MELBOURNE, Australia (AP) — Wimbledon champion Elena Rybakina reached her second final in the past three Grand Slam tournaments by beating Victoria Azarenka 7-6 (4), 6-3 at the Australian Open on Thursday.
Rybakina added to what already was an impressive run through a string of top opponents. Azarenka, the champion at Melbourne Park in 2012 and 2013, joined a list of players eliminated by Rybakina over the past two weeks that includes No. 1 Iga Swiatek and No. 17 Jelena Ostapenko — both owners of major titles — and 2022 Australian Open runner-up Danielle Collins.
As usual, Rybakina did it with her powerful serve, delivering it at up to 117 mph (189 kph) and accumulating nine aces Thursday to bring her total to a tournament-high 44, and stinging groundstrokes that she used to close points seemingly at will. The performance was particularly noteworthy against a returner and defender as established on hard courts as Azarenka, a former No. 1 and a three-time runner-up at the U.S. Open.
In Saturday’s final, Rybakina will take on either No. 5 Aryna Sabalenka of Belarus or unseeded Magda Linette of Poland. Sabalenka took a 9-0 mark in 2023 into Thursday’s second semifinal, while Linette made it to that stage of a Grand Slam tournament for the first time in 30 appearances.
Rybakina is just 23, 10 years younger than Azarenka, and the future sure looks bright at the moment.
Rybakina might be seeded just 22nd in Melbourne, and ranked just 25th, but those numbers are quite misleading and not indicative at all of her talent and form. She did not get the usual bump from her title last July at Wimbledon, where zero rankings points were awarded after the All England Club banned players from Russia and Belarus because of the invasion of Ukraine.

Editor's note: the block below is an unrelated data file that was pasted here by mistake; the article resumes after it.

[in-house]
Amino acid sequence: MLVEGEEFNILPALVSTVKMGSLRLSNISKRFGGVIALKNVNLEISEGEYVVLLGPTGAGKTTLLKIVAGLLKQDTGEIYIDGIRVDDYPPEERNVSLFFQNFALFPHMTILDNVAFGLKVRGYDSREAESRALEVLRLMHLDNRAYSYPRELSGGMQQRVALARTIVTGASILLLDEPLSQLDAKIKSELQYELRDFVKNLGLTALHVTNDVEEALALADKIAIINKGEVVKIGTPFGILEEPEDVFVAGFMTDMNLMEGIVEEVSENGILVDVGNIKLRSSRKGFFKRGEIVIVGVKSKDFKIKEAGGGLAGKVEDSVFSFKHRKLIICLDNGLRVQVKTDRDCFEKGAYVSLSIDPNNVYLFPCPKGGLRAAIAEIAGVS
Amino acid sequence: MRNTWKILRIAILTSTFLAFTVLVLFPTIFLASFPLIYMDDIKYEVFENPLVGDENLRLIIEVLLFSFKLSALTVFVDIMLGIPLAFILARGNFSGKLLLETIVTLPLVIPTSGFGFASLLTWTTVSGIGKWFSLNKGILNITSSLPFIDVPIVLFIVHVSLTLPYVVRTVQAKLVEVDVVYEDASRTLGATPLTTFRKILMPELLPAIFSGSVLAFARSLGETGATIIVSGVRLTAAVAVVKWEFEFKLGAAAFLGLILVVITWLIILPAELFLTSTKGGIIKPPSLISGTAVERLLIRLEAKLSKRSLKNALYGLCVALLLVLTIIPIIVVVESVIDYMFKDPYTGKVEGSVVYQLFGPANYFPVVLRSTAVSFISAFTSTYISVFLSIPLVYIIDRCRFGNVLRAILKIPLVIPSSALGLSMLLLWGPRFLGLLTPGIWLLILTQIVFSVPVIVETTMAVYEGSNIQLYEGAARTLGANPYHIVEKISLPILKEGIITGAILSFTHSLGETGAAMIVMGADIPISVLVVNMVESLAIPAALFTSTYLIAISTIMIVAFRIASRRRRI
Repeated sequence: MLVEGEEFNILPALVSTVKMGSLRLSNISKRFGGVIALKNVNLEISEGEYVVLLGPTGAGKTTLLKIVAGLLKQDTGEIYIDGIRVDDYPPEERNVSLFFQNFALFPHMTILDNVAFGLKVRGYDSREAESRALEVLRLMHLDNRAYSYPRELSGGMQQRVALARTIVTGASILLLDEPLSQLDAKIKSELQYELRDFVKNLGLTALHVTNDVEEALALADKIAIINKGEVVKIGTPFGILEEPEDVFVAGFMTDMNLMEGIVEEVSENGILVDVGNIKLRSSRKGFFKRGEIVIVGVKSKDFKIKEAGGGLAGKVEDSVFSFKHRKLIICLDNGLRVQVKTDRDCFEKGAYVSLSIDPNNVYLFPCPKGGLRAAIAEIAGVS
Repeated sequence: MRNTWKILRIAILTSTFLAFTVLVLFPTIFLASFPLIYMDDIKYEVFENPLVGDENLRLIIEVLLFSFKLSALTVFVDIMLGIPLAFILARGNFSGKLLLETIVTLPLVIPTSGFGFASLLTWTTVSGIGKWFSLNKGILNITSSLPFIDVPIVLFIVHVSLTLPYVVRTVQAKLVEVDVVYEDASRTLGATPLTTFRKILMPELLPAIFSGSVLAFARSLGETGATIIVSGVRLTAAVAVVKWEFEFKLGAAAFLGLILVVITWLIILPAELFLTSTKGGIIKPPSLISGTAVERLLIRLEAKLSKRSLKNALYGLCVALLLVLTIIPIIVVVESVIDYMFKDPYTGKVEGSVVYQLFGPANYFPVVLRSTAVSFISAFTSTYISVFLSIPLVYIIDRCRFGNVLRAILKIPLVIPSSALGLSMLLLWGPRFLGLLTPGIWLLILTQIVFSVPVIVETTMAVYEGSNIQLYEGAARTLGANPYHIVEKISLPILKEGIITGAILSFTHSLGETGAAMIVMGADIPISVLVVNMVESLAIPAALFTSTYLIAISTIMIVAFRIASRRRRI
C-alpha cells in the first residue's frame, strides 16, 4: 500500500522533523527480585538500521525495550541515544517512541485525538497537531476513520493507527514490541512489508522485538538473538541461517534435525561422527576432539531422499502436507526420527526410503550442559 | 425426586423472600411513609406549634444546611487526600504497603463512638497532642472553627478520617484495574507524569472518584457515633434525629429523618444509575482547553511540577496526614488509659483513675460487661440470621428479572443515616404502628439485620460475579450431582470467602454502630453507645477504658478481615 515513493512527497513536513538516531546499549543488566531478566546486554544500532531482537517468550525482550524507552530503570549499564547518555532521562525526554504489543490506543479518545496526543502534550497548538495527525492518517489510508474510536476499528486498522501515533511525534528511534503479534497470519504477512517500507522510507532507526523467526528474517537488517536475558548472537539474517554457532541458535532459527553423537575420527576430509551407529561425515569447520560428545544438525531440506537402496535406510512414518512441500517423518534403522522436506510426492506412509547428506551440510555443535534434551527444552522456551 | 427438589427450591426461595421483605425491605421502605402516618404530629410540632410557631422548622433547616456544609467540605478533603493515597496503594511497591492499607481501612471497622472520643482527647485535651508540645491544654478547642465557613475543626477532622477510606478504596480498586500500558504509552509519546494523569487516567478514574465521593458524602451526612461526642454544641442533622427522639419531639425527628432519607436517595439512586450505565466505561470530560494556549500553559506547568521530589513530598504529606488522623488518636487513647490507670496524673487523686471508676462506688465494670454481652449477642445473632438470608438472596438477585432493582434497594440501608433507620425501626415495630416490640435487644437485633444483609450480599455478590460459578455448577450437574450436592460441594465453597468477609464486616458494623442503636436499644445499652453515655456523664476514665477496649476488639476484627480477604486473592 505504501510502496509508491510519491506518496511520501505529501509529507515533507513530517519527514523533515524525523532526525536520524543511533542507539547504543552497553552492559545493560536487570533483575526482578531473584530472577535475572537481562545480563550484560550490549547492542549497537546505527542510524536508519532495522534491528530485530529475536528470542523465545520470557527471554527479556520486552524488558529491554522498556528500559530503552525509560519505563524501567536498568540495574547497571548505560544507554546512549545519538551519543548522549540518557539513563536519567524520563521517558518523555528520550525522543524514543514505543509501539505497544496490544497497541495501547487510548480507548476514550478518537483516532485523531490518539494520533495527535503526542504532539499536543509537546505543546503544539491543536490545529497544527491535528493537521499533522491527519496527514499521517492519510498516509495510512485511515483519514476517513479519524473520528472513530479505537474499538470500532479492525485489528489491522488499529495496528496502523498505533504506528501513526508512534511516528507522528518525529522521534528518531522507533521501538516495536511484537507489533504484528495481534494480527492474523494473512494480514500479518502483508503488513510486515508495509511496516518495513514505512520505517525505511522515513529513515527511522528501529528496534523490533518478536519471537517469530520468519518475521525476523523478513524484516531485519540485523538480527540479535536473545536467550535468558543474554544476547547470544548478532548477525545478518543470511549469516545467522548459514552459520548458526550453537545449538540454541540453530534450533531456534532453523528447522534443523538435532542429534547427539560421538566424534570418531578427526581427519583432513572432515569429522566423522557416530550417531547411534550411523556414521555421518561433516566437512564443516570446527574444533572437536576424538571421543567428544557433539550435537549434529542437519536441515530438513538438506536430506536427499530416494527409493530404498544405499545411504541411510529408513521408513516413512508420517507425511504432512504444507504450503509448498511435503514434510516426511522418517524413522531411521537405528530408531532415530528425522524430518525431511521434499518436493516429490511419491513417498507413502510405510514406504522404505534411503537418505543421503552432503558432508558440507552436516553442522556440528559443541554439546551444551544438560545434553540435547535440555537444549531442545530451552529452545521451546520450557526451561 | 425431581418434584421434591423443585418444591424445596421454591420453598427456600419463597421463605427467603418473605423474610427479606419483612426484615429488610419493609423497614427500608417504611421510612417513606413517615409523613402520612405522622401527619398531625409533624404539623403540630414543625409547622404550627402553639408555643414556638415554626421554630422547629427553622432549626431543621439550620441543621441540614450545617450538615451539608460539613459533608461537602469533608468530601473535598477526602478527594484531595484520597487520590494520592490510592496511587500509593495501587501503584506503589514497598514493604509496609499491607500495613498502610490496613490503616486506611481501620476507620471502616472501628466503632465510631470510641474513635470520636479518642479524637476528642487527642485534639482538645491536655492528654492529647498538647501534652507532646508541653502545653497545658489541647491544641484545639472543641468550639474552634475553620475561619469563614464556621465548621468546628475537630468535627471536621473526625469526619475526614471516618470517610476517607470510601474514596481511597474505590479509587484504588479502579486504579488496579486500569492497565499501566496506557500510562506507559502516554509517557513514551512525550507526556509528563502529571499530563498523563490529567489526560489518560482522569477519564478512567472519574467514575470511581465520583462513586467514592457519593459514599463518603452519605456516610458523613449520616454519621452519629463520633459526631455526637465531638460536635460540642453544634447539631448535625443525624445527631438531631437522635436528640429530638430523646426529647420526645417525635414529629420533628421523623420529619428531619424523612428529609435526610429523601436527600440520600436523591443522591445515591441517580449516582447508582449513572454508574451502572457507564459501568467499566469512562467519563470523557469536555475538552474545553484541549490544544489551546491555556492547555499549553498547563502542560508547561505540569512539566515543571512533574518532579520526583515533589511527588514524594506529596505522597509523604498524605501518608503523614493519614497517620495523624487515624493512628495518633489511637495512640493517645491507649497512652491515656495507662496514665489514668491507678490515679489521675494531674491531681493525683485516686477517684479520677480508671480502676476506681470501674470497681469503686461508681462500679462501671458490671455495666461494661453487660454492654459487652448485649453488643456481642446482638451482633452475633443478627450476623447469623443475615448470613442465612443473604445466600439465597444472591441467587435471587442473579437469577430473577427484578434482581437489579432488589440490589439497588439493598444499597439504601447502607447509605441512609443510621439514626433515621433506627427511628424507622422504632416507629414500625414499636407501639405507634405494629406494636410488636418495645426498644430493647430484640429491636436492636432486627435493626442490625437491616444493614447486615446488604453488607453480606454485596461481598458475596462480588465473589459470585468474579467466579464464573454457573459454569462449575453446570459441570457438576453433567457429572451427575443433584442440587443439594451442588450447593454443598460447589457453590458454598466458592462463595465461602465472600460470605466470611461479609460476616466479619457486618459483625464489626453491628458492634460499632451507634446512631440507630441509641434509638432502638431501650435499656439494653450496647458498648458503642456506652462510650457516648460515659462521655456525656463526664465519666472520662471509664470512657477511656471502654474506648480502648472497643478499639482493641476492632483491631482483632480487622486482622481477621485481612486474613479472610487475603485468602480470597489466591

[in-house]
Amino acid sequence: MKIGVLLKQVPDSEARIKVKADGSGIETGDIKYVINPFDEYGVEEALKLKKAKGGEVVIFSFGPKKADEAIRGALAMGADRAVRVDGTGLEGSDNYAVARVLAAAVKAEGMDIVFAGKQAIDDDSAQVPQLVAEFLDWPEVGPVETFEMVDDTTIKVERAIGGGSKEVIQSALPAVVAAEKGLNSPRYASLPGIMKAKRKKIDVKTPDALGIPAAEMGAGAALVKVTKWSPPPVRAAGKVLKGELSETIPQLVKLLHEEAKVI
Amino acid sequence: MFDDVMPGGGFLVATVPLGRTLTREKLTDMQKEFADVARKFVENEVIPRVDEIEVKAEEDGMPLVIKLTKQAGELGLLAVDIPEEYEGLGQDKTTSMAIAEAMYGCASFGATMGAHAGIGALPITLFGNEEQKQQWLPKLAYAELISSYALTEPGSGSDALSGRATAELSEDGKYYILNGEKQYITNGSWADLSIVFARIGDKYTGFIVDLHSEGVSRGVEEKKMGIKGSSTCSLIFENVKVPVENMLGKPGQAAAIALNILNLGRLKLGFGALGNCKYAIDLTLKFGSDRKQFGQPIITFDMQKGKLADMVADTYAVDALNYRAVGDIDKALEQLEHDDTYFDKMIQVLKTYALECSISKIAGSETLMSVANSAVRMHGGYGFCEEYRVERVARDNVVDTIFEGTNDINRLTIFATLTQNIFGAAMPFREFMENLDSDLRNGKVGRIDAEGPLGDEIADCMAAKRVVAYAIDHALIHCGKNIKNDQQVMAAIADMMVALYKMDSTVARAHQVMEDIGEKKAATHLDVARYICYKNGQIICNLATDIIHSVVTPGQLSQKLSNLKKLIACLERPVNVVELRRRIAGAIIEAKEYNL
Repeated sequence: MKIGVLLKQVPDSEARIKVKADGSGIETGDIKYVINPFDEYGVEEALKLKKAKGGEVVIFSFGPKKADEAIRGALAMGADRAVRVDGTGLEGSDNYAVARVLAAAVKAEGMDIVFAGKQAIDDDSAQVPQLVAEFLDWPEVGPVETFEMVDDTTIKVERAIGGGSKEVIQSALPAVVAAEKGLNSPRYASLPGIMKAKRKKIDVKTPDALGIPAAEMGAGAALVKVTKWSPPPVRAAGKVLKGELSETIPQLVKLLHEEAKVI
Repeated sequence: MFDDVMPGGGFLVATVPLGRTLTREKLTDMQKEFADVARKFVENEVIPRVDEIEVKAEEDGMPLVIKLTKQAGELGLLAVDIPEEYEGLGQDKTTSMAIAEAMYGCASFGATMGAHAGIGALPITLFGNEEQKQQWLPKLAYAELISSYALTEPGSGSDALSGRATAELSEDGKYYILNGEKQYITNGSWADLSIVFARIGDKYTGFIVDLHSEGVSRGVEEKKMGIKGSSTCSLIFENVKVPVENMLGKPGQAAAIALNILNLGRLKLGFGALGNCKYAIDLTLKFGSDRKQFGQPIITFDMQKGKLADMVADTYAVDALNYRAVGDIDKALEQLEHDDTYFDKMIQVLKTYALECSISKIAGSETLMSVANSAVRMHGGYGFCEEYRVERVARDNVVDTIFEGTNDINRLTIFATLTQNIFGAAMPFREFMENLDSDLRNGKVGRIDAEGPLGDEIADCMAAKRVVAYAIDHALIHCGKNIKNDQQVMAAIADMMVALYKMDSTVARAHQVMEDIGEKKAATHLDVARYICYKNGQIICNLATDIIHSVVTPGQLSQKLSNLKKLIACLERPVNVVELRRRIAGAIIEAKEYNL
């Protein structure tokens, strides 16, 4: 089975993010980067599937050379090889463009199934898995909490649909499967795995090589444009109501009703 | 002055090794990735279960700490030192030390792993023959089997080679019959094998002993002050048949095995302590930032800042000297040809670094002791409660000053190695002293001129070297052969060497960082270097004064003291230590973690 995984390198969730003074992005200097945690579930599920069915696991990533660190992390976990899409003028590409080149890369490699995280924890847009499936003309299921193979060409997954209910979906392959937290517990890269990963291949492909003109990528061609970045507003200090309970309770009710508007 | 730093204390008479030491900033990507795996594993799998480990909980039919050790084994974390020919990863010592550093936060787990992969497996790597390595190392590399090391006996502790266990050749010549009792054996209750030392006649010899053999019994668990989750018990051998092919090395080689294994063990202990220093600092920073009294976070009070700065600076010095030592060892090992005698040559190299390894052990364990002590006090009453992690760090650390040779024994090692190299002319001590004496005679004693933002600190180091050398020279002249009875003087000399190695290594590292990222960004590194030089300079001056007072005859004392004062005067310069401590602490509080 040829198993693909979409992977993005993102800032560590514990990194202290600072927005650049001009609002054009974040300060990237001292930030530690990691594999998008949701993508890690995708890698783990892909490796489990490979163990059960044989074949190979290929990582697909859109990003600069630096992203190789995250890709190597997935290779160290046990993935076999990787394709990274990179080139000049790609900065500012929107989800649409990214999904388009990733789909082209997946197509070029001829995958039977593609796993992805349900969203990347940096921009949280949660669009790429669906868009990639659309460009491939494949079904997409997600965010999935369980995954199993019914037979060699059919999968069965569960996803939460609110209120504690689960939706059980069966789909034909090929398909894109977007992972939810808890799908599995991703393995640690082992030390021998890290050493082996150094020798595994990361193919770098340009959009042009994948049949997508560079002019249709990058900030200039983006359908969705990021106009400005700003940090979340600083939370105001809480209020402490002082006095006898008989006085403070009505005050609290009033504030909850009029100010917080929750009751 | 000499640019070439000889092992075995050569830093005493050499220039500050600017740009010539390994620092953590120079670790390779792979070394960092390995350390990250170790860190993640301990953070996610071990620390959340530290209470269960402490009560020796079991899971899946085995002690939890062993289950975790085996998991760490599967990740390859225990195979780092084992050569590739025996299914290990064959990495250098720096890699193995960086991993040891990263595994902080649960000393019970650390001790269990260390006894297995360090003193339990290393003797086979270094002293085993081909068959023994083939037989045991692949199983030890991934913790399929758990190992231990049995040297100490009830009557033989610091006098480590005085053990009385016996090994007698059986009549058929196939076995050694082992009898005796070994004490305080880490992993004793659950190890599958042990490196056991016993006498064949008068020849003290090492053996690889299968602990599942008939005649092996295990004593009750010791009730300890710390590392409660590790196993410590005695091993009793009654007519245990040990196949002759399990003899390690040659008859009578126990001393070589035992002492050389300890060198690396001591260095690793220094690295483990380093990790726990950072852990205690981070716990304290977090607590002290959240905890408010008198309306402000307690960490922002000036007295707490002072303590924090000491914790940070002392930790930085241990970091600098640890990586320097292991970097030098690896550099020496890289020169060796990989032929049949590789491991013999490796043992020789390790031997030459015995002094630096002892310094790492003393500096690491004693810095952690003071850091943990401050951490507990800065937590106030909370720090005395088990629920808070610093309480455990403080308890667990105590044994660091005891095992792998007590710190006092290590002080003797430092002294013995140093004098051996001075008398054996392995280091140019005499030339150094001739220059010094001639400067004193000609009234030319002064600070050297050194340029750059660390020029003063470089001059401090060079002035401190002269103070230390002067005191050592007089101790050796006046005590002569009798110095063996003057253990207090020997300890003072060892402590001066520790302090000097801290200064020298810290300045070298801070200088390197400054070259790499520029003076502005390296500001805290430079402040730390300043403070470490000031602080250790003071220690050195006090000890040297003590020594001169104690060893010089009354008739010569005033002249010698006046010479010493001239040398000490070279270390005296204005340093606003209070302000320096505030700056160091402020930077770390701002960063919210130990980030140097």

Rybakina was born in Moscow, but she has represented Kazakhstan since 2018, when that country offered to fund her tennis career.
It was breezy and chilly at Rod Laver Arena from the start of Rybakina vs. Azarenka, with the temperature dipping below 70 degrees Fahrenheit (20 degrees Celsius).
That could have played a role in the way the first set was as much of a seesaw as can be, with each player seeming to gain the upper hand — and then ceding it just as quickly.
Rybakina’s occasional inconsistency was encapsulated by the very first game. She began, inauspiciously enough, with a double-fault, before holding with the help of three aces.
Azarenka nosed ahead by breaking for a 3-2 lead on a leaping, full-extension volley winner with both women at the net. Rybakina, though, broke right back, and then once more to go up 5-3.
That allowed Rybakina to serve for the set, and she was a point from owning it at 40-30. But Azarenka conjured up a terrific down-the-line forehand passing shot to erase that chance, and wound up taking the game with a big backhand winner she accented with a shout of “Let’s go!”
A mistake-filled tiebreaker ended with Azarenka pushing a forehand wide to cap an 11-shot exchange, and the set now did belong to Rybakina. She broke at love for a 2-1 lead in the second, and while they would continue to play for another 25 minutes, the outcome was never really much in doubt.
Sure, Rybakina again faltered for a bit while trying to serve out the victory at 5-2. No one expected Azarenka to go quietly. But one last break, aided by a double-fault from Azarenka, allowed Rybakina to take another step toward another trophy.
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